Artistic License Linguistics

aka: You Fail Linguistics Forever
There are a whole lot of science-related inaccuracies in fiction, with some fields of knowledge bearing the brunt worse than others. In the case of linguistics, the vast majority of people have no idea it exists, never mind the basics. Obviously, this includes writers. Indeed, the prevalence of this trope (and its relative lack of being noticed) can be attributed to this fact - most people recognize that when dealing with questions of physics, biology, chemistry, etc., they need to ask an expert, whereas with linguistics, many people don't even realize that there are experts to be asked.

Many language/linguistics tropes are attributable to this, and are split up here into errors in academic linguistics, translation errors, and errors in usage.

Author's Mistakes (General): Basic mistakes in the way languages work, evolve, and differ from each other.

  • Aliens Speaking English: Ignores the difficulty of near-instantaneous translation between very different languages, to say nothing of differing physiology. Often acceptable, since aliens speaking a completely different language can get very annoying.
  • Antiquated Linguistics: The Theme Park Version of Victorian (essentially Present Day) English, spoken by everyone post-Regency up until the end of The Roaring Twenties. note 
  • Did Not Do the Bloody Research: mismatches the strength of Foreign Cuss Words.
  • Eternal English: Ignores the process of linguistic change, with people 1,000 years ago or 1,000 years later speaking in the same dialect as the creators.
  • From The Latin Intro Ducere: Just because an alleged etymology seems relevant to your point doesn't necessarily make it the word's true history. Also, just because a word was derived from an older one doesn't necessarily make that part of the word's definition today.
  • Language Equals Thought: Follows the controversial Sapir-Whorf Hypothesis, that language dictates (and limits) the ideas people can have and how they experience the world. Note that this is not necessarily an error, depending on the time and the opinions of the author.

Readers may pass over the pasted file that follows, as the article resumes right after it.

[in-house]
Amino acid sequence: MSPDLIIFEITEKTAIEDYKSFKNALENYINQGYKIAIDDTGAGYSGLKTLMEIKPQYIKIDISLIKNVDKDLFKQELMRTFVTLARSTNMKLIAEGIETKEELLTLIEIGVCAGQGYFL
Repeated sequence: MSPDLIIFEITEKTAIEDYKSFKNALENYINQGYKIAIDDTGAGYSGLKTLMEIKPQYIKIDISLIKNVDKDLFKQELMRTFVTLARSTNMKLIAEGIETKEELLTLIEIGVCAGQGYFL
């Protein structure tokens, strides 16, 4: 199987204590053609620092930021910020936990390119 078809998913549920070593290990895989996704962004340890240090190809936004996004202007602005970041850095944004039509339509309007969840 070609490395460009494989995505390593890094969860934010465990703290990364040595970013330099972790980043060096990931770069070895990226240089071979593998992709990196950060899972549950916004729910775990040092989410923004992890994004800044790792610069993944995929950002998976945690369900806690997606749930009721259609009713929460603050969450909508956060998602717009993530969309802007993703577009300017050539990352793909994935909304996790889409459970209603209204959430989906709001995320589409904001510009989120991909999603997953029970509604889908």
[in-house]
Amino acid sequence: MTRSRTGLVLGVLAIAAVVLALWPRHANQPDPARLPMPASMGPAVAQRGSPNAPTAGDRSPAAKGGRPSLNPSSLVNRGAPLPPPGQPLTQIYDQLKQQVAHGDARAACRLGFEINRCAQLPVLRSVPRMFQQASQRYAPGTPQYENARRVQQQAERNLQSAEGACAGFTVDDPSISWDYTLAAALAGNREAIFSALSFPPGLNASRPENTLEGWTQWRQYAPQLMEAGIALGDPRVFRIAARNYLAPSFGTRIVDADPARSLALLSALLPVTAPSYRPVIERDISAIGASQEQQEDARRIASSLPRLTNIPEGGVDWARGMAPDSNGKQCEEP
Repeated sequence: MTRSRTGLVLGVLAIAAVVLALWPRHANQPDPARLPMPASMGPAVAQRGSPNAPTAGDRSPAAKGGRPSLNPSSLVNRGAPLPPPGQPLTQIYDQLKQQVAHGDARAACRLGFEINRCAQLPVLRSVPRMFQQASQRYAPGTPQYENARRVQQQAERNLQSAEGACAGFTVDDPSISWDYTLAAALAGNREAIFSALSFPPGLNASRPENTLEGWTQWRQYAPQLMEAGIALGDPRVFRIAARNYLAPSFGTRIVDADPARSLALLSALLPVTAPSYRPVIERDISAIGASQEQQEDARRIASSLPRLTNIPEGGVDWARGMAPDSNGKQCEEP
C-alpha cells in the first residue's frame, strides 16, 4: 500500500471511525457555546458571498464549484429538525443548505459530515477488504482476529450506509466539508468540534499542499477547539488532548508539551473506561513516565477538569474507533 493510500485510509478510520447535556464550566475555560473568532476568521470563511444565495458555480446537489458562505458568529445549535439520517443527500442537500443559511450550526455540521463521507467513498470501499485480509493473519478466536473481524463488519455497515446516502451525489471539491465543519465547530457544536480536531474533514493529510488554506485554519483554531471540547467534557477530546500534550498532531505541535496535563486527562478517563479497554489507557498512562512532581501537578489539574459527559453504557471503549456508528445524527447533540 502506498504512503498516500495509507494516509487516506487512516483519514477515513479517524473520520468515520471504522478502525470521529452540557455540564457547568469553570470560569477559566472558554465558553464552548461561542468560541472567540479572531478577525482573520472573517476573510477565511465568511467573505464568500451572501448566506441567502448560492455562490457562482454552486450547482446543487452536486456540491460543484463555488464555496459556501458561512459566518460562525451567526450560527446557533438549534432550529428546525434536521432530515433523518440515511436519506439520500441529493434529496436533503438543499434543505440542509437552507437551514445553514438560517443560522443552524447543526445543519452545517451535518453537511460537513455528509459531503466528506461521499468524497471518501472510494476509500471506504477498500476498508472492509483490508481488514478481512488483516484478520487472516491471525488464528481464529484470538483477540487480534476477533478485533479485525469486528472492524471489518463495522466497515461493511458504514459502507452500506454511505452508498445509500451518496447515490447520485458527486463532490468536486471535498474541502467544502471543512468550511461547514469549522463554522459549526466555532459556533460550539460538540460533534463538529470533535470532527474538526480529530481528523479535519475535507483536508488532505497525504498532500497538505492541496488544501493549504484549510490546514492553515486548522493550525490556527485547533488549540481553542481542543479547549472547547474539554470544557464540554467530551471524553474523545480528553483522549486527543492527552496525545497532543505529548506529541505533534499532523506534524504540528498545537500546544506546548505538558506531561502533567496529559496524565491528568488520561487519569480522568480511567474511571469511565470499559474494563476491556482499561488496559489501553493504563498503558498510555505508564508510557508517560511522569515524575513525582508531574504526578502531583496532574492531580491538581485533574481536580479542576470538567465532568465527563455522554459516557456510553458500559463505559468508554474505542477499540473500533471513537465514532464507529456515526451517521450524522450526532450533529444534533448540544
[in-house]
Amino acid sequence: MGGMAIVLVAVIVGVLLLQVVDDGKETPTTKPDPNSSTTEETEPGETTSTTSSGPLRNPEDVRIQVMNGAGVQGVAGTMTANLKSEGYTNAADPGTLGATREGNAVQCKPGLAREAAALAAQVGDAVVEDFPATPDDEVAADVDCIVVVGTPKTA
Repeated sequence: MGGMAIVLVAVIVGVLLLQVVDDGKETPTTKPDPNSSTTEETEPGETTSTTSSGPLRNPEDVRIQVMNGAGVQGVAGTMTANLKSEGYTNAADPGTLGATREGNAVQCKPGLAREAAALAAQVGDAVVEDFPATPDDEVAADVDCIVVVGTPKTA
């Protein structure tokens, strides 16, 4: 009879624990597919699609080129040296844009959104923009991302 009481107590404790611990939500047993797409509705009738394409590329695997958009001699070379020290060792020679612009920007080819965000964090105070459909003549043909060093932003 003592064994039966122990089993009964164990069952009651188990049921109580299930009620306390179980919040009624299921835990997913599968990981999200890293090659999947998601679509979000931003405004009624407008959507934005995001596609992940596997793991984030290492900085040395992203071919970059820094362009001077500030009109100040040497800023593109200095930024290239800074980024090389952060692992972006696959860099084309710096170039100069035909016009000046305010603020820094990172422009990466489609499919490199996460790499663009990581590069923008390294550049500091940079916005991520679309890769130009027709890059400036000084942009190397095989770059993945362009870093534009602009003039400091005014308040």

• Language of Truth: If it is impossible to make a false statement in a language, it's impossible to make any statement in it at all.
  • Omniglot: Languages take time to learn; very few people in Real Life speak more than four or five well. These people speak more, flawlessly.
  • Orphaned Etymology: Hold your horses? What's a horse?
  • Personal Dictionary: Someone giving their own idiosyncratic definitions to existing words. Communication doesn't work that way.
  • Twisting the Words: Willfully ignoring the context, definitions, or other cues that can affect the meaning of someone's remarks.
  • Ye Olde Butcherede Englishe: The Theme Park Version of Elizabethan (Early Modern) English, applied to any and all times before the Regency.
  • Hollywood Apocrypha: The Theme Park Version of the Early Modern English used in the King James Bible, applied to all fictional religious texts.

Author's Mistakes (Foreign Languages): Examples of these tropes ignore the differences between languages and assume they all translate perfectly 1:1. And then they get the translation wrong.

Mistakes with Usage: Many people assume "linguistics" to be all about correcting spelling, pronunciation and grammar "errors". In fact there is no such thing as objectively correct usagenote , as languages evolve over time - linguists concern themselves with studying actual usage, warts and all, rather than trying to be a Grammar Nazi. The following tropes are not strictly linguistics failures, simply poor usage:

Audience's Misconceptions (Linguistic Dissonance): While not made up of mistakes in itself, these tropes can cause difficulty with audiences who are unaware of the difference within languages over time and from place to place:

Alternative Title(s):

Artistic Licence Linguistics, You Fail Linguistics Forever